An employee doesn’t need to sue if he feels his employer owes him money.  Instead, he can bring his case to the Labor Commissioner.  The Labor Commissioner runs the Division of Labor Standards Enforcement (DLSE) in the Department of Industrial Relations.  The DLSE will take the employee’s complaint, hold one or more hearings, and can sometimes represent the employee in court — all free of charge to the employee.

Employers Often Find a Hostile Forum Before the Labor Commissioner.  That part of the Labor Code which gives the Labor Commissioner his authority may be weighted in favor of the employee.  For example, many employers don’t realize that failing to pay an employee on his regular payday can be a crime, and that the Labor Commissioner has the power to enforce it.  [Lab. Code §§ 215, 98(a).]  California has determined that the prompt payment of wages is a fundamental public policy, and that employees who feel they have not been fully paid must have an easy, inexpensive route to obtain their full wages.  It is not surprising, then, that some employers who appear before the Labor Commissioner do not feel treated fairly.

Losing Before the Labor Commissioner can be Expensive for the Employer.  The Labor Commissioner has the authority to hear a case similar to the authority of a judge.  [Lab. Code § 98.2(a).]  The cases are heard by a Deputy Labor Commissioner, who can hear arguments from both sides and accept any evidence he wishes to.  All parties are under oath during these proceedings.  The Labor Commissioner’s ruling has the force of law, and is enforceable in the Superior Court.  [Lab. Code § 98.2(d).]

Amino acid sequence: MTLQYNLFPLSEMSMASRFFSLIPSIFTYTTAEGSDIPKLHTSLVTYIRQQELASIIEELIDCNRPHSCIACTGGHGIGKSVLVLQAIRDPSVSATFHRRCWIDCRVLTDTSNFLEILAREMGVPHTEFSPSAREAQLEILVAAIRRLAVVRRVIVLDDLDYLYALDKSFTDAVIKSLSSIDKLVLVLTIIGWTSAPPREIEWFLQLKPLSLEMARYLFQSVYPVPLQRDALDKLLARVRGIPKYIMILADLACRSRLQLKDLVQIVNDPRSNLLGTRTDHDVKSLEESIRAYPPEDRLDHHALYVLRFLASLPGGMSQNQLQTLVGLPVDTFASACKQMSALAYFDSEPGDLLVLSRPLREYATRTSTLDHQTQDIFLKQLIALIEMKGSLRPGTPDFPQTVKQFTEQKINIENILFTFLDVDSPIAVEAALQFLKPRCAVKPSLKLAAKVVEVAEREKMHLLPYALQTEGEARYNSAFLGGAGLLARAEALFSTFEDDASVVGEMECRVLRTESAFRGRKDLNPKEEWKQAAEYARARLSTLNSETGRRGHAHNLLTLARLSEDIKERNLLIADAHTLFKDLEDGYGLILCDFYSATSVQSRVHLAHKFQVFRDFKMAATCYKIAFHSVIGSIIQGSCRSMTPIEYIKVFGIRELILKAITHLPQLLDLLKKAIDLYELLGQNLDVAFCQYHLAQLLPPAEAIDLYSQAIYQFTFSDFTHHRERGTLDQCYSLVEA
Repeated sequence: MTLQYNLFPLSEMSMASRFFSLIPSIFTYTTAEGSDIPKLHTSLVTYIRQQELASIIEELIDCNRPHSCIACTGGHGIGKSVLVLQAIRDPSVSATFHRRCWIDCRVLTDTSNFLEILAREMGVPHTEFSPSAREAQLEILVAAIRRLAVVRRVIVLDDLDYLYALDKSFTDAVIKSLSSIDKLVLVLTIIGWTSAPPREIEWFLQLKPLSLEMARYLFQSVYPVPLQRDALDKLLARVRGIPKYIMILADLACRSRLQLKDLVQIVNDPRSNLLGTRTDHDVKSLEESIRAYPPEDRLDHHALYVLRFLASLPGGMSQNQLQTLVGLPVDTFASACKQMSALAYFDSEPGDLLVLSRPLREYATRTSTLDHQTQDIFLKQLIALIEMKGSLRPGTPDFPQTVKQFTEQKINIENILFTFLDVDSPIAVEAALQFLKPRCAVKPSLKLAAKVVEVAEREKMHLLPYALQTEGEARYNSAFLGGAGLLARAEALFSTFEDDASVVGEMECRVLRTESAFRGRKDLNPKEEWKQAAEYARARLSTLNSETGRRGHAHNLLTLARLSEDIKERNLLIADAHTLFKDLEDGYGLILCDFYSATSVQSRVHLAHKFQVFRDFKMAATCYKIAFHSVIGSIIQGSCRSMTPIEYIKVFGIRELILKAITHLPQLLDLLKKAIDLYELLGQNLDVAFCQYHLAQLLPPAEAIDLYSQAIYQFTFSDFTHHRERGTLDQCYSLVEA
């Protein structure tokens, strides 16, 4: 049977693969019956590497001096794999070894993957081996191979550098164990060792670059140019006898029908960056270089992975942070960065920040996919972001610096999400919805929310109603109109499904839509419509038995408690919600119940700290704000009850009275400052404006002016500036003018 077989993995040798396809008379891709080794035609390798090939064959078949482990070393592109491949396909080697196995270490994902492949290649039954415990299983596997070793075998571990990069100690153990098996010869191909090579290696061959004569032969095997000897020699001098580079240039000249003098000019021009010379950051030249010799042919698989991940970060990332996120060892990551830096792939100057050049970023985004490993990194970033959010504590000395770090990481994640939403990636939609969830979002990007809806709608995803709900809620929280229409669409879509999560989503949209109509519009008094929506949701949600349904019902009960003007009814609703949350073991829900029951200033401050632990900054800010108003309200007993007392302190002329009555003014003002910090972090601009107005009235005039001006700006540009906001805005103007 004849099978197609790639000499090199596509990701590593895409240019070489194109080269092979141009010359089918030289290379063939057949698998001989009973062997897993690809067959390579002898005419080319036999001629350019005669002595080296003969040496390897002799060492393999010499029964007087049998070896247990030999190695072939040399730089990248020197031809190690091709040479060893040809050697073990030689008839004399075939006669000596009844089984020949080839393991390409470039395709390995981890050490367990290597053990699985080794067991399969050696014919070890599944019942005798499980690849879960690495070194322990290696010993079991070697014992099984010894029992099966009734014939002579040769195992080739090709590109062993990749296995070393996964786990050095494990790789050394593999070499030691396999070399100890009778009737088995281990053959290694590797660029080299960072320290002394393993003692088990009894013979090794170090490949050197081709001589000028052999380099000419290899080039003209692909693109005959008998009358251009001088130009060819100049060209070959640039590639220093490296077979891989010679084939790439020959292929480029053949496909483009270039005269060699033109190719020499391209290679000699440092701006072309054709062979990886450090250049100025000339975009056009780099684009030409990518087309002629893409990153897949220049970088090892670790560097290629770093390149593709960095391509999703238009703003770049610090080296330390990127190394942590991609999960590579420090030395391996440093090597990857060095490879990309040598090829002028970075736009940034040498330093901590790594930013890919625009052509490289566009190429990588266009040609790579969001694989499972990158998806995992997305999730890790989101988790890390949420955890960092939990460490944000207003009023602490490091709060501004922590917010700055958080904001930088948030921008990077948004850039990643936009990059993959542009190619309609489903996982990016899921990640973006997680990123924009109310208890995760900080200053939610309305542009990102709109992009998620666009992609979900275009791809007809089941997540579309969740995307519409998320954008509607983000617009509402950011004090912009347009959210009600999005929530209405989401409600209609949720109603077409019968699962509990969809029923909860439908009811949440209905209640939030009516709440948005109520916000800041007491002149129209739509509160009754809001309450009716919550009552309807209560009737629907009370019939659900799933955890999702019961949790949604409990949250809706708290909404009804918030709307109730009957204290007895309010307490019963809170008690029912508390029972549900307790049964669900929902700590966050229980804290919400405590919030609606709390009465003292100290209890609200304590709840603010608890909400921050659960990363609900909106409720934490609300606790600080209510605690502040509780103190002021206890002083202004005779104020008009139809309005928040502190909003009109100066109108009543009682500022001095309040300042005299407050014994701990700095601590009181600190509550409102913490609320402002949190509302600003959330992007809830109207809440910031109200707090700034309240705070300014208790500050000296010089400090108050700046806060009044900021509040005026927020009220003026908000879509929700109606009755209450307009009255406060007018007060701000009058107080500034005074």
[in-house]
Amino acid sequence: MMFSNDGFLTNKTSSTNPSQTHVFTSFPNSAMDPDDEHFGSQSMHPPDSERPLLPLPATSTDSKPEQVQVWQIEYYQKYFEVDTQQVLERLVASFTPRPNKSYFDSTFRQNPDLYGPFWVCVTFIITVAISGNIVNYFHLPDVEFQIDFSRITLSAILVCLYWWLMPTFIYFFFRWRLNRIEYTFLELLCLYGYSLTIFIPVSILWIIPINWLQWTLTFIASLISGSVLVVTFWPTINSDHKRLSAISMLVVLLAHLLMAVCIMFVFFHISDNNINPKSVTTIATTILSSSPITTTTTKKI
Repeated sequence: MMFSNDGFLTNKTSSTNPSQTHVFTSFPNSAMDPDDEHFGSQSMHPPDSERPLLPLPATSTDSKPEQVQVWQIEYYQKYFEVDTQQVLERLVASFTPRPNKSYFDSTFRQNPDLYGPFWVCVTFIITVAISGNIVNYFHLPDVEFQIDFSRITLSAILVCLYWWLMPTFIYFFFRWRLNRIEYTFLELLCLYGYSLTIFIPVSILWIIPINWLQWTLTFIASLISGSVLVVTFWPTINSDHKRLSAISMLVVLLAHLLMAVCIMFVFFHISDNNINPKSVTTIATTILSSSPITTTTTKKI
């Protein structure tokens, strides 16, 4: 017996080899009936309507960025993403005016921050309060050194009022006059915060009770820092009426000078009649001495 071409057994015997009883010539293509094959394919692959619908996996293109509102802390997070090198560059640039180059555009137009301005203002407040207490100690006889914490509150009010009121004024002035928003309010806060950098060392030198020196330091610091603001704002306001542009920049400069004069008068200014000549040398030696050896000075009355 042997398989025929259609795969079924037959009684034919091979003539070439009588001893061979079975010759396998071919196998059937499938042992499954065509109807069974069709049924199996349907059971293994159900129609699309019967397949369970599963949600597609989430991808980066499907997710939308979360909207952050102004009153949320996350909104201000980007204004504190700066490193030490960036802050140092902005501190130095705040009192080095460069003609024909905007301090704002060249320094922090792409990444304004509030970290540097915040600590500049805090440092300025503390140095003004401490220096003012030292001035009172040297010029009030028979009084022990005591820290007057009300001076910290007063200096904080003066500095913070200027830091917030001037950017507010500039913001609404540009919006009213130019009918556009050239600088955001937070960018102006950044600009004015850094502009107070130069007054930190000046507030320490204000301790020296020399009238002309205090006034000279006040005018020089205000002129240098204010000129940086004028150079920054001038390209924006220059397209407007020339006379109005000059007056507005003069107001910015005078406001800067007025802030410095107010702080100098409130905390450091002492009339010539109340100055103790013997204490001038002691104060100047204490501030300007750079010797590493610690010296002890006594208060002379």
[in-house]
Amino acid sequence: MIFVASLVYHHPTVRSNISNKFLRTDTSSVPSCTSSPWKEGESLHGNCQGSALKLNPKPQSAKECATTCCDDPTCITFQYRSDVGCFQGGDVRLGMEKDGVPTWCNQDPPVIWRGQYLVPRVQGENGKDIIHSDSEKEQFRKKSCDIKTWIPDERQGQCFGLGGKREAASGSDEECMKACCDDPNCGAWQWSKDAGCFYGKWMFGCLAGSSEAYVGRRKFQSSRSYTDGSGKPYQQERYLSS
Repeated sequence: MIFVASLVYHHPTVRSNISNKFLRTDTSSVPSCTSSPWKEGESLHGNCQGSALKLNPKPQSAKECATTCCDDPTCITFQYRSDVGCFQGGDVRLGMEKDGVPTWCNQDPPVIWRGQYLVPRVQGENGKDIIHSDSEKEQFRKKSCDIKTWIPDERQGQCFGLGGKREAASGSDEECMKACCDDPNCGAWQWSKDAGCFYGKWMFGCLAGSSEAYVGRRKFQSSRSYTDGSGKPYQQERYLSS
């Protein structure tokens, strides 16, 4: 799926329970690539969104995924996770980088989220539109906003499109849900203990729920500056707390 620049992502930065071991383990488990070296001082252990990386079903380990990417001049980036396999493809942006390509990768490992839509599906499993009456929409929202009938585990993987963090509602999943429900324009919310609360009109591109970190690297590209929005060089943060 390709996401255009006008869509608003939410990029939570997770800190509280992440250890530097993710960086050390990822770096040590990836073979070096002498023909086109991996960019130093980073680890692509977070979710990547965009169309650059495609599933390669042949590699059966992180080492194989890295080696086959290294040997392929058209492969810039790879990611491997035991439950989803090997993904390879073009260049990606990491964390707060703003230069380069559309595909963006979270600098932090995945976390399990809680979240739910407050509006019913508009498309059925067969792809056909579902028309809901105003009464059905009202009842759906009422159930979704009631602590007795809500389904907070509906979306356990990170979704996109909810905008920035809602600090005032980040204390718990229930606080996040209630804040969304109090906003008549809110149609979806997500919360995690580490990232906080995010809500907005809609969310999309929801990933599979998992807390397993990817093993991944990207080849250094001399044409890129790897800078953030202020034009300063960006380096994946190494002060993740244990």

The Labor Code is replete with penalties against an employer which the Labor Commissioner can assess.  For example, if the Labor Commissioner believes an employer wilfully failed to pay a terminated employee everything owed on that employee’s last day, the employer can be assessed up to a month’s wages as a penalty!  [Labor Code § 201.]

The problem for employers is this: if the Deputy Labor Commissioner gives the employee an award, and the employer wishes to appeal to the Superior Court, the employer must pay the employee’s attorneys’ fees if the employer loses!  [Lab. Code § 98.2(b).]  In a case like this, to avoid having to pay the employee’s attorneys’ fees, the employee must receive nothing from the Superior Court.  In other words, the Deputy Labor Commissioner’s ruling must be completely reversed for the employer to avoid paying the employee’s attorney’s fees.

Employers Need to Get Help Early.  An employer who has been summoned by the Labor Commissioner needs to realize that the cards are stacked against him.  It is important to turn the tables and to win at the Labor Commissioner’s hearing, or at least to minimize the award to the employee.

This can be difficult, but it is not impossible.  Many employees don’t use attorneys at these hearings, even though they are entitled to do so.  Employers, on the other hand, should seek legal counsel early.  This can be relatively inexpensive, since a Labor Commissioner hearing is relatively quick, and does not involve  discovery such as one would encounter in a civil lawsuit.  Above all, bear in mind that an early victory at a Labor Commissioner hearing can avoid the risk of having to pay costly attorneys’ fees later.

Need more information?
ESKRIDGE LAW may be contacted by phone (310/303-3951), by fax (310/303-3952) or by email (  Please visit our website at

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